GoAero Prize Highlights Rescue Missions

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The GoAero Prize has a simple-sounding, but incredibly complex goal: Design and build a safe, portable, robust, autonomy-enabled Emergency Response Flyer. The Vision The Prize’s vision defines the heroes who look past danger, who step in to be, “The difference between triumph… and tragedy, and especially, those who “Use Their Minds to Create technology that Saves Lives.”  There’s $2 million waiting for those who come up with the best solutions.  And the competition promises even greater glory, “This is your chance to make history… and save lives.” GoAero says, “The world needs this,” explaining that, “In the U.S. alone, nearly 4.5 million people live in “ambulance deserts,” in a medical crisis, people in these areas have to wait as long as 25 minutes or more for an emergency medical crew to arrive.” We’ve seen recent examples of how serious such waits can be.  Paradise, California was a thriving community of over 26,000 before the disastrous Camp Creek fire in 2018. …

ZeroAvia Cryo-Compresses Hydrogen

Dean Sigler Announcements, Diesel Powerplants, Electric Powerplants, Fuel Cells, hydrogen, Hydrogen Fuel, Sustainable Aviation Leave a Comment

ZeroAvia, already deploying hydrogen as a main part of its flight program, is exploring the use of cryo-compressor technology to deliver more energy dense H2 for longer flights. If we think of gasoline or Diesel fuel as “Cream of Energy Soups,” we might understand their preeminence as energy carriers.  A U. S. gallon (3.8 liters) of Gasoline for instance, contains about 33.4 kilowatt-hours of energy.  Compare this to a state-of-the-art lithium battery, which tops out at around 0.5 kW-hrs.  A Diesel engine might be able to convert 50 percent of that to useful work, with the rest going to waste heat.  A gasoline engine fares even worse, extracting perhaps 30 percent as work and 70 percent as waste heat. Electric Motors, however, are highly energy efficient, some extracting up to 97 percent of a battery’s stored energy.  If one uses hydrogen instead of batteries, one can reach parity with the amount of energy available to spin the propellers.  As early …

An Unplanned Hiatus

Dean Sigler Uncategorized 1 Comment

Apopologies for missing a few weeks of electric aviation reporting.  Your editor’s Internet service provider and some home-grown electric difficulties colluded to prevent our outreach.  All should return to normal shortly once we get some formatting issues resolved.  Thanks for your patience.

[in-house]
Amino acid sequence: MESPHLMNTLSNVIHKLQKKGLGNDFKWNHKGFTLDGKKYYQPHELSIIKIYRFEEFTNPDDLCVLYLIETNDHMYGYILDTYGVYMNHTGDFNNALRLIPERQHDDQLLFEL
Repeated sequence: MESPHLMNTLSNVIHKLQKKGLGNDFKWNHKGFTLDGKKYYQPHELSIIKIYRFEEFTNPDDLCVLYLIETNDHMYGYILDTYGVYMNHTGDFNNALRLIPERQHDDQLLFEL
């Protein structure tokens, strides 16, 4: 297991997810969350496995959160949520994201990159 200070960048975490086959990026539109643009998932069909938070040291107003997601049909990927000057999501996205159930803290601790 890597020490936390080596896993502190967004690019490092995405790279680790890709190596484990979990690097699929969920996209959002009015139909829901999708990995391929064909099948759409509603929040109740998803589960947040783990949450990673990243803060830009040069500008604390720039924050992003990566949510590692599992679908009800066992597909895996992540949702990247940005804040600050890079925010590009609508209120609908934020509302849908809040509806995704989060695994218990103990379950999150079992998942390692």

Wright Electric Passes Partial Discharge Tests

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Wright Electric, testing its 1.2 megawatt motor, has passed partial discharge tests, a significant achievement in high-altitude safety.  The company explained the results and their importance in a press release. ”Wright Electric Announces Successful Partial Discharge Testing on our Motor” “We are pleased to share a significant achievement in our ongoing pursuit of decarbonizing the industries that are hardest to decarbonize. Wright Electric proudly announces the successful completion of an altitude simulation test conducted in the Wright Lab, showcasing our 2 megawatt motor’s robust performance at a simulated atmosphere equivalent to 43,000 feet without experiencing Partial Discharge (PD).” Jeffrey Engler, founder and CEO of Wright Electric, explains in the press release, “Partial discharge is a form of electrical failure where electric charge escapes through tiny voids in apparently solid insulation. When partial discharges occur they can degrade the insulation and create a risk of fire in the motor.  PD becomes more likely at high altitudes due to thinning of the …

E9X: 90 Passengers, 480 Battery Miles

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What can carry 90 passenger 480 miles on battery power alone?  Such a query flies in the face of others’ efforts to hybridize medium-range flight, but may be answered by Delft-based Elysian Aircraft.  Their eight-motored, battery-powered E9X uses a backup turbogenerator only for reserves, putting a level of trust in the 365 Watt-hour per kilogram cells buried within the long, slender wing for safe transit. Graham Warwick’s Article Graham Warwick, writing for, explains that, “Breaking with traditional design principles, Delft-based Elysian says it has found design space where a large electric aircraft looks viable with near-term battery technology.”  That kind of range for that large an aircraft seems extreme, but the E9X’s developers are using currently-available batteries to achieve their goals.  Reynard de Vries, director of design and engineering at Elysian, explains, “If you want to make a significant impact on the sector as a whole, then you need to electrify flights up to 1,000 km [620 mi.]. Then …